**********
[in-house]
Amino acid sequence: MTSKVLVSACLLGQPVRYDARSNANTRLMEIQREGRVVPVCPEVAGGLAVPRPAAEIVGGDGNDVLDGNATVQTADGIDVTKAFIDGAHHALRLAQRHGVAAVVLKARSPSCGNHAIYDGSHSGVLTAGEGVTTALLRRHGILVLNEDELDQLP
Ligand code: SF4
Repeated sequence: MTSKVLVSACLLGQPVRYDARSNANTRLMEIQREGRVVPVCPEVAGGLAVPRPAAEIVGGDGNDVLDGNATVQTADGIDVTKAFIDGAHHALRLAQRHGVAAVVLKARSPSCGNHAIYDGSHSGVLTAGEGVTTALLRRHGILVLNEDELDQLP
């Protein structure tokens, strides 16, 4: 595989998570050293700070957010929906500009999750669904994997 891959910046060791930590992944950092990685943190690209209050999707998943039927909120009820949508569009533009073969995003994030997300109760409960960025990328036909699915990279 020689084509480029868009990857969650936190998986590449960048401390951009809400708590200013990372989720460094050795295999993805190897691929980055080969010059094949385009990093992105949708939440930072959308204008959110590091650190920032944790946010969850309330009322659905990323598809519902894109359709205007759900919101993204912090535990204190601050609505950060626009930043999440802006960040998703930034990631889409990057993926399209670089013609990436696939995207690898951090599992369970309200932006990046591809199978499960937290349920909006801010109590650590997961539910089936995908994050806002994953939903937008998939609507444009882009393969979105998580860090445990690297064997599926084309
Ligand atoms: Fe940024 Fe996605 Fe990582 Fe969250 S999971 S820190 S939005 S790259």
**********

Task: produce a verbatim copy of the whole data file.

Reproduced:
[in-house]
Amino acid sequence: MTSKVLVSACLLGQPVRYDARSNANTRLMEIQREGRVVPVCPEVAGGLAVPRPAAEIVGGDGNDVLDGNATVQTADGIDVTKAFIDGAHHALRLAQRHGVAAVVLKARSPSCGNHAIYDGSHSGVLTAGEGVTTALLRRHGILVLNEDELDQLP
Ligand code: SF4
Repeated sequence: MTSKVLVSACLLGQPVRYDARSNANTRLMEIQREGRVVPVCPEVAGGLAVPRPAAEIVGGDGNDVLDGNATVQTADGIDVTKAFIDGAHHALRLAQRHGVAAVVLKARSPSCGNHAIYDGSHSGVLTAGEGVTTALLRRHGILVLNEDELDQLP
């Protein structure tokens, strides 16, 4: 595989998570050293700070957010929906500009999750669904994997 891959910046060791930590992944950092990685943190690209209050999707998943039927909120009820949508569009533009073969995003994030997300109760409960960025990328036909699915990279 020689084509480029868009990857969650936190998986590449960048401390951009809400708590200013990372989720460094050795295999993805190897691929980055080969010059094949385009990093992105949708939440930072959308204008959110590091650190920032944790946010969850309330009322659905990323598809519902894109359709205007759900919101993204912090535990204190601050609505950060626009930043999440802006960040998703930034990631889409990057993926399209670089013609990436696939995207690898951090599992369970309200932006990046591809199978499960937290349920909006801010109590650590997961539910089936995908994050806002994953939903937008998939609507444009882009393969979105998580860090445990690297064997599926084309
Ligand atoms: Fe940024 Fe996605 Fe990582 Fe969250 S999971 S820190 S939005 S790259």